The risk leakage of uncontrolled leakage of information that can be confidential or even strategic for the business development, due to cybercrime actions made with traditional or new and sophisticated systems, can be fatal for the business survival. Companies hit by cybercrime have to compete on the market in unfavorable conditions, as their competitors already know which are their intentions and their customers profile. So, unexpected failures arise, and apparently inexplicable copies of products and/or ideas migrate to the competitors.
The aptitude to undervalue the risk, the behavior to consider security as a cost and not an investment and the distrust towards the technologic approach can give aid to the attack to the immaterial patrimony of little and medium size companies.

The meeting took place on April 18, in Milan.

VdS_Web-Quick-Check

Clarity for GDPR compliance in 20 minutes: With the free VdS-Quick-Check

On May 25th, every company and every authority in the EU must have implemented the extensive “General Data Protection Regulation (GDPR)”. VdS now supports those institutions with a free Web-Quick-Check for the fast determination of their GDPR compliance level – including, where necessary, practical implementation assistance.

Despite its far-reaching requirements, the EU´s General Data Protection Regulation (GDPR) must be fully implemented until May 25th by every company processing personal data and every public authority in the EU member states (and, at current negotiation status, also the UK).
Therefore VdS has now supplemented its range of data protection services for the practical management of these EU requirements with a free Internet-Quick-Check. On the basis of 26 questions, specifically small and medium-sized businesses as well as smaller authorities can quickly determine their individual level of GDPR compliance. The convenient VdS-traffic-light-system immediately shows any need for action. Included in the evaluation is also precise assistance for any subsequent improvements that may be necessary.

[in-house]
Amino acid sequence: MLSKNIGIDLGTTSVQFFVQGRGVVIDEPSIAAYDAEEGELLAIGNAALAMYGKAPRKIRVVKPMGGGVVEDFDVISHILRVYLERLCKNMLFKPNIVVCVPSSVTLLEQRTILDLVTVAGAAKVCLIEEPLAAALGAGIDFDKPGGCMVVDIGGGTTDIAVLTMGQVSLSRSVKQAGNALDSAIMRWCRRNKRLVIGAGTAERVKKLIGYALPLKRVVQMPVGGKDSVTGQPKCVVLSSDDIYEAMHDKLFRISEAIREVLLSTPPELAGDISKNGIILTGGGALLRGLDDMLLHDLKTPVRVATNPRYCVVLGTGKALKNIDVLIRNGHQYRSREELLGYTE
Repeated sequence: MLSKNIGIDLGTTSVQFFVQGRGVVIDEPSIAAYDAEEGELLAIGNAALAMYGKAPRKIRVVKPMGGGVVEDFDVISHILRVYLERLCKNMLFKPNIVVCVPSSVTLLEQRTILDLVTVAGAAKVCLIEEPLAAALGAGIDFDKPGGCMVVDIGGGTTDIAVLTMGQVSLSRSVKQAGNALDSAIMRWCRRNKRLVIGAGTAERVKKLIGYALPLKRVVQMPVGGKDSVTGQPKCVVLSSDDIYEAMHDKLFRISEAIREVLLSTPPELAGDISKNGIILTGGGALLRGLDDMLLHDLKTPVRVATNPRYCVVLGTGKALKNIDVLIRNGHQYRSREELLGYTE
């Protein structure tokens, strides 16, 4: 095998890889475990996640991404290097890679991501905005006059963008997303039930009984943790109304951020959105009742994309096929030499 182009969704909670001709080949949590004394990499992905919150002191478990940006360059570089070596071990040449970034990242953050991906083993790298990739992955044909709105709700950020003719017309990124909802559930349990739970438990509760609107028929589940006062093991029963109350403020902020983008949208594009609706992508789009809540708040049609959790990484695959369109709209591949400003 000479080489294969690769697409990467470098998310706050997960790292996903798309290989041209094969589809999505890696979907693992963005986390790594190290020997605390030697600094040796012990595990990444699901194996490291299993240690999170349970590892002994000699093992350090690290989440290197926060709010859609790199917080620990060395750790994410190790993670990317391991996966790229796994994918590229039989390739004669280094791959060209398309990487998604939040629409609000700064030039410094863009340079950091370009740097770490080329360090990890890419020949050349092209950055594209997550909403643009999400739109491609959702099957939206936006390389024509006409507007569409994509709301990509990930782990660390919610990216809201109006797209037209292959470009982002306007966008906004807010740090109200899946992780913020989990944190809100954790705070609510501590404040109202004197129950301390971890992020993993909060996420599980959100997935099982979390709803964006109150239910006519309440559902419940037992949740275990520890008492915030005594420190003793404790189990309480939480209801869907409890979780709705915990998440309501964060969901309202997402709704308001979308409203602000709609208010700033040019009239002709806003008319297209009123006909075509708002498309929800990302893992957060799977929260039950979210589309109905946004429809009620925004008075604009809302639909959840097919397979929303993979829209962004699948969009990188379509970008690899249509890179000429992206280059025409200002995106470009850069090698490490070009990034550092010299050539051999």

Markus Edel, head of VdS Cyber-Security, explains: “In the new Web-Quick-Check, we have compressed our core support functions for the necessary GDPR implementation – allowing a fast self-analysis of the compliance level in all relevant fields of action.”
The new tool is provided free of charge on vds-quick-check.de/en.

Cause of multistorey carpark fire in Liverpool still unclear

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Never before have 1,400 cars been engulfed by flames in a multistorey carpark. But this is what happened in Liverpool in December 2017. The question now is, what was the reason for the violent fire spread and what effect will the fire have on parking facilities in a number of European countries?

On 31 December, fire broke out in a car in a multistorey carpark in Liverpool. The carpark was a concrete building open on all sides – very much like the ones we know in Denmark. What is totally unfamiliar is the way in which the fire developed. Despite a prompt alarm call, a call-out time of eight minutes and 21 emergency response vehicles during the time of the action, the firefighting forces were unable to prevent the fire from spreading between cars and the storey deck, causing the write-off of all 1,400 cars plus the building. Questions are now being raised as to how this could happen.

– We know of similar fires in multistorey carparks in various locations abroad, but at the worst this has meant five or six destroyed cars and in a few cases more extensive fires, but nothing comparable to the fire in Liverpool. This is an unprecedented case and ought not to be possible, says Ib Bertelsen, Customer & Relations Director at DBI, the Danish Institute of Fire and Security Technology.

Explanations sought
In particular, the rapid fire spread is a matter of surprise.

– Naturally, sprinklers would have retarded fire development, but this was presumably a fully legal building of conventional construction. However, it is possible that difficulties in response tactics played a role, Bertelsen says, with the following explanation:

– When a car fire is reported, a reduced response team is sent out in the first instance, because it is ‘just’ a car fire. And it may be hard for the fire crew to access the scene of the fire.